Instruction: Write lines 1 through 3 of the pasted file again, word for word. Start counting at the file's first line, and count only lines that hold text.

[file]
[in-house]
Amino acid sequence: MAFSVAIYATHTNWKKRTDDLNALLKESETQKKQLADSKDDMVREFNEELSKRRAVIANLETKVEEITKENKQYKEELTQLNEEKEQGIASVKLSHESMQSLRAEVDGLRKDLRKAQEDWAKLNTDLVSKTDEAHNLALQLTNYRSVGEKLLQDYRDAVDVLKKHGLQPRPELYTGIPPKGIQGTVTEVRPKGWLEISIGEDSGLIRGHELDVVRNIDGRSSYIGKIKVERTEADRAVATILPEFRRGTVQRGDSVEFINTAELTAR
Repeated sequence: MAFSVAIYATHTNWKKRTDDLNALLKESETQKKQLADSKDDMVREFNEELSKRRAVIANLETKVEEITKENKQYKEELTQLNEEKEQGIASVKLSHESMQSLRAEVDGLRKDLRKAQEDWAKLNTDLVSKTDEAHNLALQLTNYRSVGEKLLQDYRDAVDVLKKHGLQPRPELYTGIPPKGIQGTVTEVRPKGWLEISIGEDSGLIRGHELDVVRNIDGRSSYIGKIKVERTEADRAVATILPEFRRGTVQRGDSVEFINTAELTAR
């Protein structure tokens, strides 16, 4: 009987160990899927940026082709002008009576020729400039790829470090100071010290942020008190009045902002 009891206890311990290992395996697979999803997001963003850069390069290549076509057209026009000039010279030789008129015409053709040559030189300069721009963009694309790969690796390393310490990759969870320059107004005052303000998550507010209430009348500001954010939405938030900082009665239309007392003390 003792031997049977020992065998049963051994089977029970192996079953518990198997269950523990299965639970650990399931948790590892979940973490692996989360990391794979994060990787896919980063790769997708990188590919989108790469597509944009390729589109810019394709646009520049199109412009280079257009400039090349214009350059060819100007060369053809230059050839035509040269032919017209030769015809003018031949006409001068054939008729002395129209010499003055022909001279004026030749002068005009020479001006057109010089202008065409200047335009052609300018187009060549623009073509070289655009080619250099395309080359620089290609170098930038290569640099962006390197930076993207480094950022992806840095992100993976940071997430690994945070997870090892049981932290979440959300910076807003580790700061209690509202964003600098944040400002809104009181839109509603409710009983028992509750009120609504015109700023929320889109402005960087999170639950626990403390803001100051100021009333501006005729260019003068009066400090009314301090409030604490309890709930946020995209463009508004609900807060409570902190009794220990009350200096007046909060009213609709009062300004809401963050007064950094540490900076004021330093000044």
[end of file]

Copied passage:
[in-house]
Amino acid sequence: MAFSVAIYATHTNWKKRTDDLNALLKESETQKKQLADSKDDMVREFNEELSKRRAVIANLETKVEEITKENKQYKEELTQLNEEKEQGIASVKLSHESMQSLRAEVDGLRKDLRKAQEDWAKLNTDLVSKTDEAHNLALQLTNYRSVGEKLLQDYRDAVDVLKKHGLQPRPELYTGIPPKGIQGTVTEVRPKGWLEISIGEDSGLIRGHELDVVRNIDGRSSYIGKIKVERTEADRAVATILPEFRRGTVQRGDSVEFINTAELTAR
Repeated sequence: MAFSVAIYATHTNWKKRTDDLNALLKESETQKKQLADSKDDMVREFNEELSKRRAVIANLETKVEEITKENKQYKEELTQLNEEKEQGIASVKLSHESMQSLRAEVDGLRKDLRKAQEDWAKLNTDLVSKTDEAHNLALQLTNYRSVGEKLLQDYRDAVDVLKKHGLQPRPELYTGIPPKGIQGTVTEVRPKGWLEISIGEDSGLIRGHELDVVRNIDGRSSYIGKIKVERTEADRAVATILPEFRRGTVQRGDSVEFINTAELTAR